Helicopter touted as EBOP vaccine solution

Creative thinking may be needed to vaccinate isolated communities, a health boss says. Photo: RNZ / Jean Bell.

An Eastern Bay of Plenty Māori health provider is considering helicoptering the Covid-19 vaccine out to isolated communities.

Whakatāne-based Te Puna Ora o Mataatua had administered more than 3400 doses of the vaccine at the start of this week.

From next month, the hauora's van will hit the road two days a week to help reach people in the deprived subregion.

But Te Puna Ora o Mataatua's chief operating officer Lee Colquhoun says creative thinking will be needed to reach isolated communities, including getting a helicopter in the air to transport the vaccines.

"It's not their fault that they live in the middle of nowhere. Everyone has the right to get the vaccination. If we have to do some stuff like that, then so be it."

He has discussed this with the Ministry of Health, but the idea has not yet received funding.

He says health authorities are too focused on dishing out as many vaccines as possible to people in the more populated areas, rather than reaching hard-to-reach communities in the Eastern Bay.

"Unfortunately we become the ugly cousin to Tauranga. All the resource and funding goes to [there] before starting in the east."

The Bay of Plenty District Health Board's Rachel Shouler is leading the rollout of the vaccine in the Eastern Bay.

As of Sunday, 15,479 vaccines had been administered across the subregion.

This amounted to 21 per cent towards the goal of having 80 per cent of the population receiving two doses of the Pfizer vaccine.

Shouler says the DHB considered using a helicopter, but it's unlikely it will be needed since the Pfizer vaccine can be refrigerated for up to 31 days.

The DHB will have mobile clinics based in Ōpōtiki and Kawerau.

She says reaching isolated communities needs to be balanced with vaccinating those in the more populated areas.

"What's equally important is making sure the big numbers of people in the centres are vaccinated. If isolated people are going to be at risk, it's going to be because of transmission through the large centres," she says.

"We've got to keep track of both sides of the coin."

Bay of Plenty DHB's Trevor Richardson and Rachel Shouler. Photo. RNZ/Jean Bell.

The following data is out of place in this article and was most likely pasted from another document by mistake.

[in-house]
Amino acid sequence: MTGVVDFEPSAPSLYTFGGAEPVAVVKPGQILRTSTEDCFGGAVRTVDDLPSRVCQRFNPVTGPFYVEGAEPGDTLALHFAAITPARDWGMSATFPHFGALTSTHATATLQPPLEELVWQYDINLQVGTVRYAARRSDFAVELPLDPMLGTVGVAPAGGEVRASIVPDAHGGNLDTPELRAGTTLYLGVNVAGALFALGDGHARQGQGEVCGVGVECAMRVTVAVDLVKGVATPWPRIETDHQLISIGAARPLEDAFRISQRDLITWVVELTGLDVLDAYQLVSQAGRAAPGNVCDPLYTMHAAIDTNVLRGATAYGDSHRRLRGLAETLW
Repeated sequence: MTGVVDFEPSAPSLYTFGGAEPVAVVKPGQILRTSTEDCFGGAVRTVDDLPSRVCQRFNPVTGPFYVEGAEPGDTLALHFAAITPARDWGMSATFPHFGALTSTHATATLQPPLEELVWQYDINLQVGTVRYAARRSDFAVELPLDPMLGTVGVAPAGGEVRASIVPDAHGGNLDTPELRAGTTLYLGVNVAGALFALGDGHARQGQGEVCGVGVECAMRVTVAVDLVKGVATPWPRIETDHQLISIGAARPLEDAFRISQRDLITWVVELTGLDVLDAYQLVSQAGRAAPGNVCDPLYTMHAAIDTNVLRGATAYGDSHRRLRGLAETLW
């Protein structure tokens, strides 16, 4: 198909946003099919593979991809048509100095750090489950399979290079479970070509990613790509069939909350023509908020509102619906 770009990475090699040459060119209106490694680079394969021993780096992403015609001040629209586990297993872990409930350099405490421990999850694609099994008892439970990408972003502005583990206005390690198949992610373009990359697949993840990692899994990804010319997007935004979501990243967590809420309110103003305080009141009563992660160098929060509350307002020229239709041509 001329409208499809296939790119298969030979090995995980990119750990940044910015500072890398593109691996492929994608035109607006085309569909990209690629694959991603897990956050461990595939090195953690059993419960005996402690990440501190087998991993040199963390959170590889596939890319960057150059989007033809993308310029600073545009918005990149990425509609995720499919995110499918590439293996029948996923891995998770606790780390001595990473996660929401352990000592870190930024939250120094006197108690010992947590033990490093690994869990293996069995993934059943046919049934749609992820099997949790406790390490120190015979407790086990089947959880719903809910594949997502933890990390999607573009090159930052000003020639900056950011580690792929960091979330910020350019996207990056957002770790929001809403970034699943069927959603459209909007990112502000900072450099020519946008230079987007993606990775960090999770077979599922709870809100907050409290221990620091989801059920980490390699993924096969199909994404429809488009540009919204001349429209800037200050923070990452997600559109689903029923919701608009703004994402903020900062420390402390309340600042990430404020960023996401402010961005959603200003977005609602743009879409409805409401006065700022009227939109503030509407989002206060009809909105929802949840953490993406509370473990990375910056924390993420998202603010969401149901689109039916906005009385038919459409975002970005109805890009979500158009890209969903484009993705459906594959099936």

Calls for more Māori vaccinators training pathways

Te Puna Ora o Mataatua's Lee Colquhoun called for a Māori vaccination trainer to be based in the Eastern Bay.

He says their staff spent six weeks on the DHB's wait list before going through the University of Auckland's Immunisation Advisory Centre (IMAC) to learn how to administer the vaccine.

"Unfortunately, the speed through the DHBs and Ministry of Health means we're never going to have the workforce. It's good we've got [IMAC] really making it fast and adaptable to suit the needs."

He says it's important for vaccinators working in the rural areas to speak te reo and ideally whakapapa back to the region.

Shouler says the DHB is aware of the need to train vaccinators quickly, especially as the rollout was set to widen to the general population on July 28.

"We're trying to pull vaccinators from wherever we can, but there isn't just a pile of nurses out there waiting for a job. The Eastern Bay's health sector is really short of staff across the board," Shouler says.

She says recruitment can be time-consuming and slow, but the DHB had tried to speed things up. This was not helped by the Covid-19 vaccine being a clinically complex jab to deliver.

"We don't want to be cutting corners, just for the sake of getting vaccinations out there, then find we're doing them in an unsafe way."

The Bay of Plenty DHB's Covid-19 incident controller, Trevor Richardson, says there are not enough Māori nurses on the ground.

But he says the health sector has been forced to work on the fly in the midst of the pandemic.

"It's felt like we've been building the plane while flying it."

Shouler says the DHB is looking at multiple options for increasing the number of Māori vaccinators, while not depleting precious staff from other roles.

This included recruiting Māori health staff from other organisations, then backfilling the vacant positions with other staff.

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